A 15-year-old boy was killed during a “large fight” at a birthday party in Romford, making him the youngest stabbing fatality in London this year.
London’s Metropolitan Police confirmed that three teen males were arrested on suspicion of murder after the boy died outside of a party at Community Centre in Clockhouse Lane, Romford, East London, at 9:05pm on Saturday.
Early reports suggest that groups were fighting at the venue, which was hosting a birthday party at the time, and that the centre was being damaged by “youths”.
Emergency services attended the 15-year-old male, who was suffering from stab wounds, but he died at the scene.
Detective Sergeant Gurj Singh said that on arrival, police “were confronted with up to 100 youths leaving a birthday party gathering at a Community Centre. There appeared to be fighting and tragically a teenager has been found with fatal injuries.”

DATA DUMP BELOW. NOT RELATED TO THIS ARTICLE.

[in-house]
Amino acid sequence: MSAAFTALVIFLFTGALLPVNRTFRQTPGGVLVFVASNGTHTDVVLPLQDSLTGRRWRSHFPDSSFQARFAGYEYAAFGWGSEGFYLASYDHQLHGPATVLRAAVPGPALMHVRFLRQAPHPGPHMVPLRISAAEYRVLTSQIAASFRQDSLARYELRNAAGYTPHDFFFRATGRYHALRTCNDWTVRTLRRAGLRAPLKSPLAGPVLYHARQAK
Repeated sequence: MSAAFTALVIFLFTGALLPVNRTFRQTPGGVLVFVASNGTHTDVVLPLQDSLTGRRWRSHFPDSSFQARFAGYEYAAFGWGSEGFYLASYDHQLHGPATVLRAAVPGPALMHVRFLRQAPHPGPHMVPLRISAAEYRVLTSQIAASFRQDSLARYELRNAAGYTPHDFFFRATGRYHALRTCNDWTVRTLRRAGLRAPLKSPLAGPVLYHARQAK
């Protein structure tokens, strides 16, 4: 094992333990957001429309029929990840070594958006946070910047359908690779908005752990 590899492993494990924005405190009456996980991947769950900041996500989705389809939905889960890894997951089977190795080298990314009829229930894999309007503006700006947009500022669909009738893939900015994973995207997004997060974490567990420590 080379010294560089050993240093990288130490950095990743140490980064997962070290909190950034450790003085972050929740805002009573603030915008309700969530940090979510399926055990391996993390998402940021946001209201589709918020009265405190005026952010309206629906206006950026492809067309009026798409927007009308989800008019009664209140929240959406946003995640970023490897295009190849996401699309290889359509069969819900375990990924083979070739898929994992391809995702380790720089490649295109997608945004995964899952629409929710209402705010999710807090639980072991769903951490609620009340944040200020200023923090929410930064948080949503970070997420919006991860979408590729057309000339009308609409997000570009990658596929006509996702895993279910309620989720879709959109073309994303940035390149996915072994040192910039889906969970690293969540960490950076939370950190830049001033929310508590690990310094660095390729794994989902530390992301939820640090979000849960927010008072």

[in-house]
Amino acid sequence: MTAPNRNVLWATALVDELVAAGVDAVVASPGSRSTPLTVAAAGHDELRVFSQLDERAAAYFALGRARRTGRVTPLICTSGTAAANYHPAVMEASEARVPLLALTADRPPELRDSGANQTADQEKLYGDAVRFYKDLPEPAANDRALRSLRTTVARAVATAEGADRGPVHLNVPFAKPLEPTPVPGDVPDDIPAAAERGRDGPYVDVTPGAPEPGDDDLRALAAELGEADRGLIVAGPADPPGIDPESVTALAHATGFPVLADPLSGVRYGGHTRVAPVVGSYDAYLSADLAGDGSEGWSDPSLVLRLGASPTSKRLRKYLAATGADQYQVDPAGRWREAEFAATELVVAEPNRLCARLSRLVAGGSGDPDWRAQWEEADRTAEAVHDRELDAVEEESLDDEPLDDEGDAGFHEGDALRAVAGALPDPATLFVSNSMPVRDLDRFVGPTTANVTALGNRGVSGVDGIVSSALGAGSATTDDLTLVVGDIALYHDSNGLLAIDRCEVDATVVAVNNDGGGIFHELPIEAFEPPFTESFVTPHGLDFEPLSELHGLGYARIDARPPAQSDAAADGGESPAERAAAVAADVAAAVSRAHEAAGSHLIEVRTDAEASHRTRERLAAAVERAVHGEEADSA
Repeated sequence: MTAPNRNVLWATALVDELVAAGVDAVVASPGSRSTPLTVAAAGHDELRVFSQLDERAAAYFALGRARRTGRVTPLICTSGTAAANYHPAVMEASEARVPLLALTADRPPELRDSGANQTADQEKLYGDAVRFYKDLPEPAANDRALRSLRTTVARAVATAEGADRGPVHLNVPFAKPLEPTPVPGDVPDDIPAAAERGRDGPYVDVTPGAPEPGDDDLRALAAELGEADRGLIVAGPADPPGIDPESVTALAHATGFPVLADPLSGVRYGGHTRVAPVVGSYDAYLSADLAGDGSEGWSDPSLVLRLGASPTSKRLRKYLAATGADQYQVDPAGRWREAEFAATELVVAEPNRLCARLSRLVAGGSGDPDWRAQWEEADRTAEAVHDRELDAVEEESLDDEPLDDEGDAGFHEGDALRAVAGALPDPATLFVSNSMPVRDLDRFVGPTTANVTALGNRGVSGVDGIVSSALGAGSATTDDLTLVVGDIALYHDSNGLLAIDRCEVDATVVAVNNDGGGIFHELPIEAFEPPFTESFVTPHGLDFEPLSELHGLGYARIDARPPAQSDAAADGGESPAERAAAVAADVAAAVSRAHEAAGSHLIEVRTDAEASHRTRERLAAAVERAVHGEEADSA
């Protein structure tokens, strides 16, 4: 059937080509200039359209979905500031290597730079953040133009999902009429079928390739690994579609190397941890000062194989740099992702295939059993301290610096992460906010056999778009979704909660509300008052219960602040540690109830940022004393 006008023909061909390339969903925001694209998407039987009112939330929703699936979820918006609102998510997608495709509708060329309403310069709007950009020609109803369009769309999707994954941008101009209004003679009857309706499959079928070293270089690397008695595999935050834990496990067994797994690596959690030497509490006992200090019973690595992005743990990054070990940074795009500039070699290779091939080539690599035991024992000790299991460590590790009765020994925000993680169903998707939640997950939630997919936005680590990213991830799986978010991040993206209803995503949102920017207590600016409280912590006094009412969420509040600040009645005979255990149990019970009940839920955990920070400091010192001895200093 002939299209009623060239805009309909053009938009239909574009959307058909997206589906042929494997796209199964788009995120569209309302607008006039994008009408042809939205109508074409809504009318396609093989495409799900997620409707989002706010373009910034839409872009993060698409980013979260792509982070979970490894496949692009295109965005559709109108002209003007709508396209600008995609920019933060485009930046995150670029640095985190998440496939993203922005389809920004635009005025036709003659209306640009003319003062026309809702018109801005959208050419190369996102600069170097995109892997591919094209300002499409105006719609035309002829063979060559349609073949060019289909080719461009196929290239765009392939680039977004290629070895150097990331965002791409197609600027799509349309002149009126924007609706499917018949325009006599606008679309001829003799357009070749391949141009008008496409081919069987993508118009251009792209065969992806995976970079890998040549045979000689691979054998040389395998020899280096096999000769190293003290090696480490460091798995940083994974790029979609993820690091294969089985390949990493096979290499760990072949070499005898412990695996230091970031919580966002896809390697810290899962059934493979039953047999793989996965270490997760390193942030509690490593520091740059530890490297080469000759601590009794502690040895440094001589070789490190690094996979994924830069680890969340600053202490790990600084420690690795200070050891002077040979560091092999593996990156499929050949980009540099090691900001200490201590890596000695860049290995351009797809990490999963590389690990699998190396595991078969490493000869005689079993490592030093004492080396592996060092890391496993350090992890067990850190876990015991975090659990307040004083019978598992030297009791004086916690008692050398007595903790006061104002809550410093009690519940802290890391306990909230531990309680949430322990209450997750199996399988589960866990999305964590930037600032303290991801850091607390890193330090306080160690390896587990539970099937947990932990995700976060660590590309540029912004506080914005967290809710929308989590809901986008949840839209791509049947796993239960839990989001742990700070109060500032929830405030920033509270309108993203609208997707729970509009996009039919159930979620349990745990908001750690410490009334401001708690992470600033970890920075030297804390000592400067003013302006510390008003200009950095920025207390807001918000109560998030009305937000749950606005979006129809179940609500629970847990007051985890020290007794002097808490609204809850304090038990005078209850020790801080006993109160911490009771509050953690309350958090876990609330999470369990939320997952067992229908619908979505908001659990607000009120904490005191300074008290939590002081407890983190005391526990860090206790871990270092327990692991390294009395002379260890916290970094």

The BBC reports that the victim was the youngest to have died from stabbing in London this year, and the broadcaster has identified more than 80 murder investigations launched by the Met and City of London Police combined since January.
Youth Gang Violence Set to Have ‘Unprecedented Rise’ During Summer https://t.co/WfxUSE8ol3
— Breitbart London (@BreitbartLondon) June 12, 2018
A witness told the BBC that the fight may have broken out after more teens than had been invited had turned up, and the community centre stopped letting them in.
Also on Saturday, at around 11:30 am, police found the body of a 56-year-old woman in Greenwich, South East London, with a post-mortem Sunday finding she had died from multiple stab wounds to the back. A 50-year-old man was arrested at the location and charged on June 24th with murder.
Under Labour’s London Mayor Sadiq Khan, youth homicide has increased by 70 per cent and serious youth violence is up by 19 per cent from 2015/16 to 2016/17 with knife crime incidents having risen by nearly one-third.
Breitbart London reported in June that there is set to be an “unprecedented rise” in gang violence and knife crime in London this summer because children are out of school and are largely unsupervised by their parents.
On Monday, Children’s Commissioner for England Anne Longfield estimates that there are as many as 32,500 children between the ages of ten and 15 who identify as being part of a gang.